Senate passes bill to prevent debt garnishment of CARES Act payments
WASHINGTON — The Senate passed legislation Thursday that would prevent debt collectors from diverting coronavirus relief payments to pay off a consumer's outstanding debt.
The bill introduced by Sens. Chuck Grassley, R-Iowa, Tim Scott, R-S.C., Sherrod Brown, D-Ohio, and Ron Wyden, D-Ore., would bar private collectors from garnishing the “recovery rebates” that were provided to consumers through the Coronavirus Aid, Relief, and Economic Security Act. It passed unanimously.
“The House must immediately take up this bill and ensure that the money allocated to working families by Congress goes to pay for food, medicine, and other necessities, not to debt collectors,” said Brown. “Americans are still suffering from this public health and economic crisis and Congress must step up and provide additional relief.”
The CARES Act provided individuals up to $1,200, along with an additional $500 for any dependent children. The legislation barred federal or state governments from offsetting or reducing the payments for past tax debts or other debts owed. But it didn’t prevent private debt collectors from garnishing the payments for unpaid debts.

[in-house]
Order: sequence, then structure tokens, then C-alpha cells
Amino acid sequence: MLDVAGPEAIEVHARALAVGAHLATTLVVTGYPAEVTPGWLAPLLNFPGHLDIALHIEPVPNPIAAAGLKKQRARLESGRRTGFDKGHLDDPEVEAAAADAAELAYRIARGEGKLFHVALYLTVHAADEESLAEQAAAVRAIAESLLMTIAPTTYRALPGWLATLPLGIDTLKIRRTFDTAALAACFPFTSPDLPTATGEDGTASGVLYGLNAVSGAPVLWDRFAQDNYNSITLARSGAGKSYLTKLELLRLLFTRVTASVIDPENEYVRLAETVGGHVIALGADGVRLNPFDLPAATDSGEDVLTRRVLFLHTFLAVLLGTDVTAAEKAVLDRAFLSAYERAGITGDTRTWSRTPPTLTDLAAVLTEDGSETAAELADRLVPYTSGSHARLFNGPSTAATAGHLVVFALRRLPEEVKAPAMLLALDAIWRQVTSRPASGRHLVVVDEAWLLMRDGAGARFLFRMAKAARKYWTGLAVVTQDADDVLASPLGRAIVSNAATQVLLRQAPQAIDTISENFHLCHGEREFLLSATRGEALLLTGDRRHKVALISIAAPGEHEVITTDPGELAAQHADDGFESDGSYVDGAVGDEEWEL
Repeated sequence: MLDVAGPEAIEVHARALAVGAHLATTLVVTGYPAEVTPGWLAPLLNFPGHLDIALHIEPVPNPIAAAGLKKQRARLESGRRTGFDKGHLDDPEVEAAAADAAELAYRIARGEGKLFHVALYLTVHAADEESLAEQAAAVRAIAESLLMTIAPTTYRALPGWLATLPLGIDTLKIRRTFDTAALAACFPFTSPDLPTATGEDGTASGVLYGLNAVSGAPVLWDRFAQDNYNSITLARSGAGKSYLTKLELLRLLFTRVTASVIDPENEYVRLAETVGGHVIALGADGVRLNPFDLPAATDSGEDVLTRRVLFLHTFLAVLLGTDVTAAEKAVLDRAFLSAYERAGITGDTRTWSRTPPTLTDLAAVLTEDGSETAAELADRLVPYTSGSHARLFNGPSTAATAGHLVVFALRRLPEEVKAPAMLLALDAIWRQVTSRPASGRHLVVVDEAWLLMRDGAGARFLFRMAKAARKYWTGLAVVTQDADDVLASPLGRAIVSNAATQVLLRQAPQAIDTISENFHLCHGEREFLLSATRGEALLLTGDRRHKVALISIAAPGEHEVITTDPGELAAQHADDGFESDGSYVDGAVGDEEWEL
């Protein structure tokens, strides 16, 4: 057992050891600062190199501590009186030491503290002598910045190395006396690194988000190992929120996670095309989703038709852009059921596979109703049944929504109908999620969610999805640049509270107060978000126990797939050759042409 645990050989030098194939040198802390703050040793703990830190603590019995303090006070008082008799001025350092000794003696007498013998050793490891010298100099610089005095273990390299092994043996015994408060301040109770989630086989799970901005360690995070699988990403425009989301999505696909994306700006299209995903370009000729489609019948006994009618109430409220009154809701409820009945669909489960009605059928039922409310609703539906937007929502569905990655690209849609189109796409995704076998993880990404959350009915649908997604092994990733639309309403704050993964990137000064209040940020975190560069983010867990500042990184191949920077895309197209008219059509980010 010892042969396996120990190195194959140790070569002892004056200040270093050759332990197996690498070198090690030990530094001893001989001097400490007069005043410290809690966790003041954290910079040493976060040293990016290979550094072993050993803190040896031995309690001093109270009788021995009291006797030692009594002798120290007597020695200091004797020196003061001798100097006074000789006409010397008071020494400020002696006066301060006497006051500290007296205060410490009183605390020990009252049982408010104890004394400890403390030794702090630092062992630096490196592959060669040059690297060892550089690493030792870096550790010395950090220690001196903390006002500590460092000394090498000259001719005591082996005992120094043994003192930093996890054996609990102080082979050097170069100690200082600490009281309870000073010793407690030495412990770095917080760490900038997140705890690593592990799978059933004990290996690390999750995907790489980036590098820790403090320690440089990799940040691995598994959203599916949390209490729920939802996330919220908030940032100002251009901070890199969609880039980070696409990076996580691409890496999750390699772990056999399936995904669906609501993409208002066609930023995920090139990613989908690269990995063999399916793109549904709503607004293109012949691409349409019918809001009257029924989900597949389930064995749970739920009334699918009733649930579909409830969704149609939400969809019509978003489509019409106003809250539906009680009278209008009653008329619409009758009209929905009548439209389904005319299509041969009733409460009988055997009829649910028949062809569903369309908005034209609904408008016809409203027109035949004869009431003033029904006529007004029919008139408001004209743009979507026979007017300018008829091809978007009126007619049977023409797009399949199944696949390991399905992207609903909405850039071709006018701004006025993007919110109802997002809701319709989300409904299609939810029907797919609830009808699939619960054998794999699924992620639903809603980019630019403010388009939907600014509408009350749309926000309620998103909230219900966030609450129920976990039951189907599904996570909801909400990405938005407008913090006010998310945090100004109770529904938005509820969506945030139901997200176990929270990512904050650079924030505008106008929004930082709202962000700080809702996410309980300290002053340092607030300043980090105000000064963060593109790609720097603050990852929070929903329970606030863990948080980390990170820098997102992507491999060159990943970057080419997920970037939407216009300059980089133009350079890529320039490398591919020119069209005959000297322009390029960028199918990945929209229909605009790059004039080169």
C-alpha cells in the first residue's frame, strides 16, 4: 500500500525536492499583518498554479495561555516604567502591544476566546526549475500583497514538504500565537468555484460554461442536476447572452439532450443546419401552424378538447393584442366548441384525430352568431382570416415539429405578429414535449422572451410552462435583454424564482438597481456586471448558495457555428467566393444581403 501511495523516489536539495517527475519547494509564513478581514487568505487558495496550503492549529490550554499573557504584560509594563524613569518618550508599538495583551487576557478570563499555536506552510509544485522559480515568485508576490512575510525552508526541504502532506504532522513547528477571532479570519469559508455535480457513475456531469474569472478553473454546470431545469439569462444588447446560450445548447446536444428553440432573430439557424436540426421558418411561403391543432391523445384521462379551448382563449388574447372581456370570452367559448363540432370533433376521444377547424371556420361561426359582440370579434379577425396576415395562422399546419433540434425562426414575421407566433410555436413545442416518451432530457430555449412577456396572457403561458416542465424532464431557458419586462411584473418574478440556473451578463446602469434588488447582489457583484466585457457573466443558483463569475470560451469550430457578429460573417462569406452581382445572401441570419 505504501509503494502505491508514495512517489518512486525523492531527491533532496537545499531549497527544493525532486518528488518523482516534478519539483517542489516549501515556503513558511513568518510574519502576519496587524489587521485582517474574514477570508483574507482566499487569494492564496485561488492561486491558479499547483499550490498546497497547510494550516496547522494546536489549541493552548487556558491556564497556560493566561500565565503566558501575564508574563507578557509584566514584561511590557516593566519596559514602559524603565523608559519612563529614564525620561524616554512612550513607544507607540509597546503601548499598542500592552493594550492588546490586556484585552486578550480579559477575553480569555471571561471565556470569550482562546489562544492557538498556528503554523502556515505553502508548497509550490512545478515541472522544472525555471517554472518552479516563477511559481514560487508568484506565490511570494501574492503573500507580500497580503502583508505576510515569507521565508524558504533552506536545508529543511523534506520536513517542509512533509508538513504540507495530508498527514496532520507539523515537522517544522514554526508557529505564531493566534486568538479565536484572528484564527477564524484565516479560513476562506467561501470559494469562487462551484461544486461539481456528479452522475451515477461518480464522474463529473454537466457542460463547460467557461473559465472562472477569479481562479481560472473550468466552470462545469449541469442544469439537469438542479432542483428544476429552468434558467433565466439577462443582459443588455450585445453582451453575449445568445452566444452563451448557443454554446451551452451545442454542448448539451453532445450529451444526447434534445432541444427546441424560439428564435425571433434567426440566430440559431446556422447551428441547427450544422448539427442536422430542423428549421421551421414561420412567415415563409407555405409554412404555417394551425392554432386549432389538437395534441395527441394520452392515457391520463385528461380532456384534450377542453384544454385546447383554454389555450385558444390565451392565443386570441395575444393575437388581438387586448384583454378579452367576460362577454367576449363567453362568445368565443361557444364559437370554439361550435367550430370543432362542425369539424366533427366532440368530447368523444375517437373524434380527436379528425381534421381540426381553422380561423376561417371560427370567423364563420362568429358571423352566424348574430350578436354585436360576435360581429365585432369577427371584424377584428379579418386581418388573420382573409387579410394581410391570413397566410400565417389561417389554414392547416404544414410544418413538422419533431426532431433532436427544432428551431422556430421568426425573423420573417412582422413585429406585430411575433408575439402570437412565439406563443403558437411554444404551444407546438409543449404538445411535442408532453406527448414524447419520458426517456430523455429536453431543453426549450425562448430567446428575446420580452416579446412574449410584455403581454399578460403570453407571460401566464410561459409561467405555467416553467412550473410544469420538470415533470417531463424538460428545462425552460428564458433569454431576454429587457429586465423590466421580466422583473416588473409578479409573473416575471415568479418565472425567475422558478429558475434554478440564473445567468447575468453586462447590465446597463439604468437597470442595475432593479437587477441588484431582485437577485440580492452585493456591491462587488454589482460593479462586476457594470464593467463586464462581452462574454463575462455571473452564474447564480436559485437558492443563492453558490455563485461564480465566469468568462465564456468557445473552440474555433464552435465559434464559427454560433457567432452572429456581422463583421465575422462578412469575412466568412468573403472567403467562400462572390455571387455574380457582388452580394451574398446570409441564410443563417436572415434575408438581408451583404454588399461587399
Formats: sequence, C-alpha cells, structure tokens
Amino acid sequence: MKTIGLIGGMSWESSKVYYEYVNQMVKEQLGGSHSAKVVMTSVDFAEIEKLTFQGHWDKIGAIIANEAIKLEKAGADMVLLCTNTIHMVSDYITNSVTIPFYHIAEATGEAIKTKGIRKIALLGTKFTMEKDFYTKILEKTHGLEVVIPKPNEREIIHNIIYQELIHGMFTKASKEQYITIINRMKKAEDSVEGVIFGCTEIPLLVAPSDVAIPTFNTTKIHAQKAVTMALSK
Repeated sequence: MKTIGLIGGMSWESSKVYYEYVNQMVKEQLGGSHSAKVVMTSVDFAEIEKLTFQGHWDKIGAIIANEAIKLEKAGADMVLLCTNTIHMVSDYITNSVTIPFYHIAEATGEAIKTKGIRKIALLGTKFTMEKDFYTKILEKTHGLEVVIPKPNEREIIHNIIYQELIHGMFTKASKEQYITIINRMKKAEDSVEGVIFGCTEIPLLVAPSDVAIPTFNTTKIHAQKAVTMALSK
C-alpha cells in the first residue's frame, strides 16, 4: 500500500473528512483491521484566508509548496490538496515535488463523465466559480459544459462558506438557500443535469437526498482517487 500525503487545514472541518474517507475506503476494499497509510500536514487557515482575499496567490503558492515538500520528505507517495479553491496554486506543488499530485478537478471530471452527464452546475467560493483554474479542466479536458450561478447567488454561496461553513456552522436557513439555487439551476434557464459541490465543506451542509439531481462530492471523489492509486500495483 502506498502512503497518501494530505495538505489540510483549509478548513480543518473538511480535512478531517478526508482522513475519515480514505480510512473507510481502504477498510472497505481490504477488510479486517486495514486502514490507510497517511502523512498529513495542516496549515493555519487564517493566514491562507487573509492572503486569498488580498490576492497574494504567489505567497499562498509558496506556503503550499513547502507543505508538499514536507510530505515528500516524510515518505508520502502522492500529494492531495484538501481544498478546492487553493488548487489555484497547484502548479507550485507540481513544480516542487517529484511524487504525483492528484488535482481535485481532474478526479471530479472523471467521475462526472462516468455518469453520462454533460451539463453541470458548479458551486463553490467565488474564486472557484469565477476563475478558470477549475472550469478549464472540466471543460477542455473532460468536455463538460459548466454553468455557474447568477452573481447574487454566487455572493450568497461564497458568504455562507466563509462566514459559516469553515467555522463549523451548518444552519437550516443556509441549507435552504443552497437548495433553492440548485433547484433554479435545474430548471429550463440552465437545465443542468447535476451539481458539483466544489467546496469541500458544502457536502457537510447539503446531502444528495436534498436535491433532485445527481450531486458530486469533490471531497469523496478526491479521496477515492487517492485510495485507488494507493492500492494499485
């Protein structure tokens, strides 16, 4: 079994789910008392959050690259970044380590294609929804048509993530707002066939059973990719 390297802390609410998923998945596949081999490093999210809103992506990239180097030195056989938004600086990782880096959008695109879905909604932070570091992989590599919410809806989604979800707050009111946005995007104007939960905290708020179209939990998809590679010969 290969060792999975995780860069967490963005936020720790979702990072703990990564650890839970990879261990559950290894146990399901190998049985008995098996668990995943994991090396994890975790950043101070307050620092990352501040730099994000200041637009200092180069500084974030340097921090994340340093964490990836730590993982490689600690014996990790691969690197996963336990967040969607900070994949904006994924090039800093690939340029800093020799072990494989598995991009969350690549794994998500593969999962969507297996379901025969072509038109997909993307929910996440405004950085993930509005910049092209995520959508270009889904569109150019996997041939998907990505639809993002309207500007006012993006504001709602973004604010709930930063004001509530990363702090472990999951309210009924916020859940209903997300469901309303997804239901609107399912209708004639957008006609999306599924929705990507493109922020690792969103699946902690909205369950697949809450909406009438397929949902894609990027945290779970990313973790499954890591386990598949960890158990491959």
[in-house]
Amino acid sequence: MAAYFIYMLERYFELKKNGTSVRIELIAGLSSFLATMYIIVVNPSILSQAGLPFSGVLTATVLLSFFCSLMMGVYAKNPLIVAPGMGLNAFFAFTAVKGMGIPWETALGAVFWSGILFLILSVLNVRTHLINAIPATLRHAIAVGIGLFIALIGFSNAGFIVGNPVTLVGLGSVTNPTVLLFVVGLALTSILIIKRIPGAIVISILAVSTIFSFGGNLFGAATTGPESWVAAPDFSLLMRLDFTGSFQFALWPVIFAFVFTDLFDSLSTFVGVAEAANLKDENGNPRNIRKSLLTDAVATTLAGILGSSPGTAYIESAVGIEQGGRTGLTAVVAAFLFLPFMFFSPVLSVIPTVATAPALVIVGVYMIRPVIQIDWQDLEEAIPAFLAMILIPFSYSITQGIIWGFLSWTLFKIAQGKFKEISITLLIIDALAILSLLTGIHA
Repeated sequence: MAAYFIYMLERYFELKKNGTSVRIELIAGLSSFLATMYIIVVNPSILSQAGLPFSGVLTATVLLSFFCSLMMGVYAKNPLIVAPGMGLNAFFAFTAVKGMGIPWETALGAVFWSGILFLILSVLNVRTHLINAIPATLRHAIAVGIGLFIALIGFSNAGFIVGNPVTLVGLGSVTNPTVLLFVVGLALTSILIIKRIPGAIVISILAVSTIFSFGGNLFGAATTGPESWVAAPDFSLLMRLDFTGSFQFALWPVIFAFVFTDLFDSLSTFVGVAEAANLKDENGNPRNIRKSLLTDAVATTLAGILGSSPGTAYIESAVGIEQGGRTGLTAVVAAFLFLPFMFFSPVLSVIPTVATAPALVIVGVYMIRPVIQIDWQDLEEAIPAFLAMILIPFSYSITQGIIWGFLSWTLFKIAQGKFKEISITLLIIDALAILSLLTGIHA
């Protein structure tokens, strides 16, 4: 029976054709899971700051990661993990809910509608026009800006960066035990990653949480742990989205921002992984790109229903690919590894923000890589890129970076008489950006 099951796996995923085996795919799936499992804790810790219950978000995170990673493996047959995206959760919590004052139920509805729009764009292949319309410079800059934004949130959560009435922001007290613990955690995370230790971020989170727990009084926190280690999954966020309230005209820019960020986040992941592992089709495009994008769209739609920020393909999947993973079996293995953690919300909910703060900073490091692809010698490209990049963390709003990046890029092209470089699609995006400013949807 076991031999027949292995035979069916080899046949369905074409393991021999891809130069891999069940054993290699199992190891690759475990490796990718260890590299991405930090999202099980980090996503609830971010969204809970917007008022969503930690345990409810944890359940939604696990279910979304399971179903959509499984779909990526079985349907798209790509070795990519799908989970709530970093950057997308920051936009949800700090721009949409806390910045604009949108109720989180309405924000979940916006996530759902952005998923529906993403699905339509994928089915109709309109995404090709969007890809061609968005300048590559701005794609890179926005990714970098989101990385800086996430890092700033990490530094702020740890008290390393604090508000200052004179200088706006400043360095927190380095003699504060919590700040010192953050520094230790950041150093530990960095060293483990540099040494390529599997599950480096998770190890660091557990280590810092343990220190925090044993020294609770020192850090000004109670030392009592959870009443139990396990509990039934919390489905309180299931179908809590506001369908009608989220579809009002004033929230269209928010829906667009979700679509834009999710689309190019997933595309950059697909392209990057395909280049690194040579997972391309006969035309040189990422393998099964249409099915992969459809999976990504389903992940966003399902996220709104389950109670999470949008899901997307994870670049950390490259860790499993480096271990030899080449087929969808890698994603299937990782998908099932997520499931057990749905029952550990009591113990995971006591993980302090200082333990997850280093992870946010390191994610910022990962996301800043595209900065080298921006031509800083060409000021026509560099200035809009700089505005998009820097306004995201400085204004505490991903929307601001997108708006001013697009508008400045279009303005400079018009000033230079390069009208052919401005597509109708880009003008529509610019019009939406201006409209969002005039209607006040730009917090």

The Senate-passed legislation, which is supported by the banking industry and consumer advocates, directs the Treasury Department to encode electronic payments so that banks can identify and protect such payments from garnishment.
For payments sent in paper form, such as a check, the bill allows individuals to request that their banks protect the payments from being garnished by debt collectors and authorizes the financial institutions to do so.
Greg Baer, president and CEO of the Bank Policy Institute, lauded the Senate passage of the legislation.
“Stimulus payments were intended to be a lifeline for individuals and families experiencing economic hardship due to the coronavirus, not a windfall for debt collectors,” Baer said in a press release. “We thank leadership in the Senate for working on a bipartisan basis with the National Consumer Law Center and the banking industry to fix this unintended consequence to ensure that stimulus money ends up in the hands of Americans struggling to get through the coronavirus crisis.”